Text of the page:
Moments of silence erupted across the country on December 14 as the nation paused to observe the first anniversary of the massacre of 20 school children and their teachers at Sandy Hook Elementary School in Newtown, CT.
Silence is the lamest possible response to the horror of gun violence in this nation. We play out the utterly inert spectacle of sorrowful vigils, even as vigilantes build their stockpiles in anticipation of the coming civil war between "good guys" and "bad guys," whomever they may be.
Why do the bad guys keep winning? Maybe the good guys need to break their somnolent silence, and let loose with some righteous screams.
Gunshots also marked this sorrowful anniversary at another school, Arapahoe High School in Colorado. Angels were surely on the side of Arapahoe faculty and students, as all but two escaped the crosshairs of yet another sadly deranged young man. Does the low body count mean that Arapahoe doesn't count? Hardly. Whether a shocking massacre, or solitary assault with a rifle, the prevalence of gun violence in this nation is the best evidence we have of the genuine moral paralysis of government. And, shamefully, some of the lawlessness has now crept into the nation's sheriff's offices where rogue officers sworn to uphold the law have openly declared their refusal to enforce legitimate gun control laws -- even, and especially, in Colorado, which has had more than its share of bloodshed.
Why does the National Rifle Association have more votes in Congress than the American people? The New York Times provides an interesting analysis of how the NRA managed to defeat even the most modest background check legislation the Senate attempted after Sandy Hook. The cowardice of Congress puts all citizens at grave risk, robs children of the sense of security they should feel at school and ensures continuing mass misery when the next and the next tragedy occurs. We can be certain of this: More mass shootings will occur because violence takes over when government fails (read: Cormac McCarthy, The Road).
Legislators who bow cravenly before the NRA lobbyists seem to have forgotten the real purpose of government, which is not found in a perverse reading of the Second Amendment, but in the plain language of the preamble to the Constitution of the United States:
We the people of the United States, in order to form a more perfect union, establish justice, insure domestic tranquility, provide for the common defense, promote the general welfare, and secure the blessings of liberty to ourselves and our posterity, do ordain and establish this Constitution for the United States of America.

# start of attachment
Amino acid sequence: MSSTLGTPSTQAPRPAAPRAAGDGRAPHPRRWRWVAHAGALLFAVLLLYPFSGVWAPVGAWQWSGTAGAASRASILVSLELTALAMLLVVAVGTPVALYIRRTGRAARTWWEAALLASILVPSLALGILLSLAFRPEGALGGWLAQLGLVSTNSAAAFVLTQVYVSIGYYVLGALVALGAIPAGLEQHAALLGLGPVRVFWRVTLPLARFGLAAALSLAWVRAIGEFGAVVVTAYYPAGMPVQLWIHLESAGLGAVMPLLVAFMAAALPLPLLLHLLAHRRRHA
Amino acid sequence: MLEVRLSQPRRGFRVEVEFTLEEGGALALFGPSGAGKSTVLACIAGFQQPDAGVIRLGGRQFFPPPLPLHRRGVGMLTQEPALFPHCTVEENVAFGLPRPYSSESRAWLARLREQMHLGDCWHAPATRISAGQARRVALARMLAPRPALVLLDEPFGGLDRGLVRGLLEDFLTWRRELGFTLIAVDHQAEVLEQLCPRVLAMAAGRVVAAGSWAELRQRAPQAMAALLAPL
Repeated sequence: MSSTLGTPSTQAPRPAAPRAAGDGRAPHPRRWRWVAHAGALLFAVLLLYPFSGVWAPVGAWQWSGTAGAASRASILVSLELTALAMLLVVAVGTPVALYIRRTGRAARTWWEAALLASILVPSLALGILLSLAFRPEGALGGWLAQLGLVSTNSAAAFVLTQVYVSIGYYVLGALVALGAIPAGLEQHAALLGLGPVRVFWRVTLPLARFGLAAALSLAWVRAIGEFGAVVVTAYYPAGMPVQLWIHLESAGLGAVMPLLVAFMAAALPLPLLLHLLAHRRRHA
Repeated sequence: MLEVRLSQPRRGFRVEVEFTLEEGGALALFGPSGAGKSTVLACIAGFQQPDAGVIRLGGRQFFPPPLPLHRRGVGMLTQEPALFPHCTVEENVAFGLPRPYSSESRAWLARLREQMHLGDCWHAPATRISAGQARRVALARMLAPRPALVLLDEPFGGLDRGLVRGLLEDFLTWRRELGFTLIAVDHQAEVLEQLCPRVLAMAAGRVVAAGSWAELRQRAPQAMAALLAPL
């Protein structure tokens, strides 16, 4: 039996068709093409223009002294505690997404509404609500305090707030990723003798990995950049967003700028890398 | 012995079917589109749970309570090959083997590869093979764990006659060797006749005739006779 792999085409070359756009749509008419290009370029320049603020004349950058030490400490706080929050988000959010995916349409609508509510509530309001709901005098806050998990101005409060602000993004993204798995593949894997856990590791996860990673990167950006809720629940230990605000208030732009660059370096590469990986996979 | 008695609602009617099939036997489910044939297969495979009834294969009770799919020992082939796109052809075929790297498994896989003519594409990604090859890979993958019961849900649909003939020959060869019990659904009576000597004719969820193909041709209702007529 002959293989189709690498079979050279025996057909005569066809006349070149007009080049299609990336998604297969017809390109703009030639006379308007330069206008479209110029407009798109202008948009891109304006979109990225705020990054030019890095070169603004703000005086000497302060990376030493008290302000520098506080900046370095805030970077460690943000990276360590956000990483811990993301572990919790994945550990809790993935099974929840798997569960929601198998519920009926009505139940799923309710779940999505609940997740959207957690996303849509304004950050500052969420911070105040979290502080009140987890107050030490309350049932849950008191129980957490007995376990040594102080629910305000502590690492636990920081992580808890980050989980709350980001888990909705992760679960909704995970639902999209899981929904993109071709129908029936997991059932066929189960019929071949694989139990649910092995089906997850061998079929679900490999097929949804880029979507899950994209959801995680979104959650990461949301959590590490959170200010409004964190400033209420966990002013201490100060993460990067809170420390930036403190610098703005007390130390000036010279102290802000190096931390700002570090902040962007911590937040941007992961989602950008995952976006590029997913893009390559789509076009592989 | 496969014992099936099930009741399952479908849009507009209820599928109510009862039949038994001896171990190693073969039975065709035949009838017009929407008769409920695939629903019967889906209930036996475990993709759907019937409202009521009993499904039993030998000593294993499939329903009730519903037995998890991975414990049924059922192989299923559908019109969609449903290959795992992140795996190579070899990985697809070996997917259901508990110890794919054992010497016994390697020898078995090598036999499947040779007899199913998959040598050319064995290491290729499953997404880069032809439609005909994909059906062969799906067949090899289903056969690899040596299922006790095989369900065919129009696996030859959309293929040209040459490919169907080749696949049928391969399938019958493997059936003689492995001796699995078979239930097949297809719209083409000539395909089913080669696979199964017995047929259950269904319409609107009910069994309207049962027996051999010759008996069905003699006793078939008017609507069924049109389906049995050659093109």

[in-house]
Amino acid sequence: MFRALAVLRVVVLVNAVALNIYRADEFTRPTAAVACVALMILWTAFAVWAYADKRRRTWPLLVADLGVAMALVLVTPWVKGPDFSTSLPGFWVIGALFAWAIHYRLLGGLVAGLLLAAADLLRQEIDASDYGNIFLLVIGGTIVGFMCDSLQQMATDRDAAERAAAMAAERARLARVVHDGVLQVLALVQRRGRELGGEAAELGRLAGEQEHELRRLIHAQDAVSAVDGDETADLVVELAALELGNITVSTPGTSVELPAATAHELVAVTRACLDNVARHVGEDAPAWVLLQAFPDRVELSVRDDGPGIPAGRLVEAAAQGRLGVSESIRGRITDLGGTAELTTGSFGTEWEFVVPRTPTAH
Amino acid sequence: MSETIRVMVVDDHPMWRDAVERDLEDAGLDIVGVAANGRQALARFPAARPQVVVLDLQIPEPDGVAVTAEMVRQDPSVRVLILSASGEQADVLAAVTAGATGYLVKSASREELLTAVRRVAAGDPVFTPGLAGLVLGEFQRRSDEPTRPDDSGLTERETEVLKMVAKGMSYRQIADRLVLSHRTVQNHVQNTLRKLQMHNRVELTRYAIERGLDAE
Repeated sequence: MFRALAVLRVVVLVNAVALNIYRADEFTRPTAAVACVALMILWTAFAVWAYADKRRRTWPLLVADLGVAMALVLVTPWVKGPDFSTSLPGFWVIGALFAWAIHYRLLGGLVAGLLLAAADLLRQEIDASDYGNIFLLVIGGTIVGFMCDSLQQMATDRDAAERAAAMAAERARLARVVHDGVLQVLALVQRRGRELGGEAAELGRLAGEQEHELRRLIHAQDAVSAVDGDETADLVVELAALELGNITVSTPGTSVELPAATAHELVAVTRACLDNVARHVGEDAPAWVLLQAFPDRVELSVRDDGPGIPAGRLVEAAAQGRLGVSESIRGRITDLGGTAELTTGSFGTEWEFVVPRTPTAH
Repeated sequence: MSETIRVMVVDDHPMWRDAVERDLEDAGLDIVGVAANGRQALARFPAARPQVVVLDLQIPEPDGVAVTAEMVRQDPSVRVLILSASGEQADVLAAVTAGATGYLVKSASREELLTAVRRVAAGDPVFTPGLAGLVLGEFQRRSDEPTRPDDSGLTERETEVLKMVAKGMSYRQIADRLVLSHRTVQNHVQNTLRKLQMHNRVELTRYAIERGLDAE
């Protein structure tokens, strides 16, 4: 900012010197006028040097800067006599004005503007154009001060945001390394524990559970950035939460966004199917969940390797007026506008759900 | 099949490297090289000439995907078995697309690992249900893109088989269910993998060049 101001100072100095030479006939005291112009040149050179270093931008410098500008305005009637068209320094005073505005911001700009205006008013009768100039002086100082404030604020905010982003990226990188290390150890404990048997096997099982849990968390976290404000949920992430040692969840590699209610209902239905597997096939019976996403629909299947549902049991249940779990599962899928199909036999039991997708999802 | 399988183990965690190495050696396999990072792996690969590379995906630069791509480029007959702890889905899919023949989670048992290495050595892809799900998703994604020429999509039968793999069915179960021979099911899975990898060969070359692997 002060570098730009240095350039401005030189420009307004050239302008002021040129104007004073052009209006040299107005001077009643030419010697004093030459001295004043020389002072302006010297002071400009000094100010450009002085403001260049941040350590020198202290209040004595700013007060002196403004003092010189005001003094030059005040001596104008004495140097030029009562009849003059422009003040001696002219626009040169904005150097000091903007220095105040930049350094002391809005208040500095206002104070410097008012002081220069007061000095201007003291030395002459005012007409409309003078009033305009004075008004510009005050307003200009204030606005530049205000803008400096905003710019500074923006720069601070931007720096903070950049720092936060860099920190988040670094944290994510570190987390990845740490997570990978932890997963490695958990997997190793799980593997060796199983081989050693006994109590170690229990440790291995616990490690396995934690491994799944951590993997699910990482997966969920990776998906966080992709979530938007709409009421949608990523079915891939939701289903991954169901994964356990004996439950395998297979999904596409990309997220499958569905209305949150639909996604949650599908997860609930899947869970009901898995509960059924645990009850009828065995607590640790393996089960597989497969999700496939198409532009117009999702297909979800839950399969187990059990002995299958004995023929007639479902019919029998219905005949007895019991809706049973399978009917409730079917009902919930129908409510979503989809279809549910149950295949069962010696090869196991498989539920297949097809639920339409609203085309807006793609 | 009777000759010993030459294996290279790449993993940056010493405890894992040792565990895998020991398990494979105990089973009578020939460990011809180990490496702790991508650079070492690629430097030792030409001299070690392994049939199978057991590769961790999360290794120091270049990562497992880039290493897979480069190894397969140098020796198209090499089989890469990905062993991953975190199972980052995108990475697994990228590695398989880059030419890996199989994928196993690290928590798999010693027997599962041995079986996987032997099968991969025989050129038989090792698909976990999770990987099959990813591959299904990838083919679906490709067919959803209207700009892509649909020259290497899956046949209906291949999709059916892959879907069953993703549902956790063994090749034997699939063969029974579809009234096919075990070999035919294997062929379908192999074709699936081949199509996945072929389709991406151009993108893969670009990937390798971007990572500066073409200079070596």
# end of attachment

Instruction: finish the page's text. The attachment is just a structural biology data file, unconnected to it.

Unity, justice, domestic tranquility, common defense, general welfare and liberty are all at risk when government fails to take reasonable actions to protect "we the people" from the violence that occurs repeatedly in a society awash with guns.
Oh, sure, violence also occurs with knives, fists, broomsticks and even pressure cookers. But let's stop parsing weaponry: The gun issue is central to the ideology of violence and fear in American life, and our collective failure to come to grips with the oppressive tyranny of the gun culture is devastating lives and families every day.
The failure of Congress and state legislatures to take effective, sensible actions to address gun violence have placed every citizen at risk, and have imposed enormous and expensive burdens on institutions to enact protective measures that are necessary in place of missing public policies. Consider school and college security. At a time when educational resources are shrinking, we must spend more and more money on security in anticipation of the well-armed perpetrator violating our learning communities. Time that should be devoted to teaching and learning, instead is consumed with active shooter drills and teacher training on school violence. The very idea that school is a place of violence and fear, rather than a place of safety and joyful learning, is simply appalling.
Members of Congress have off-loaded their sworn duty to protect the public onto the leaders of institutions. As a university president, my liability grows even more burdensome with every single school shooting. I spend four times the library budget on campus security. And it never feels like it's enough, especially when I know I cannot count on the government to enact laws that would help me keep my students safe.
Many of the same legislators who have nothing but contempt for gun control, who hide in the deep pockets of the NRA, also claim to be ardently pro-life. Opposing sensible gun control, and allowing children to die in their schools because you don't want to offend your campaign bankrollers, is a total rejection of the moral value of life.
To remember the children of Sandy Hook, let's not have any more moments of silence. Let's raise our voices loud and long until the day comes when we have made actual progress in enacting sensible gun control legislation, to ensure that our children live long enough to know the real blessings of liberty.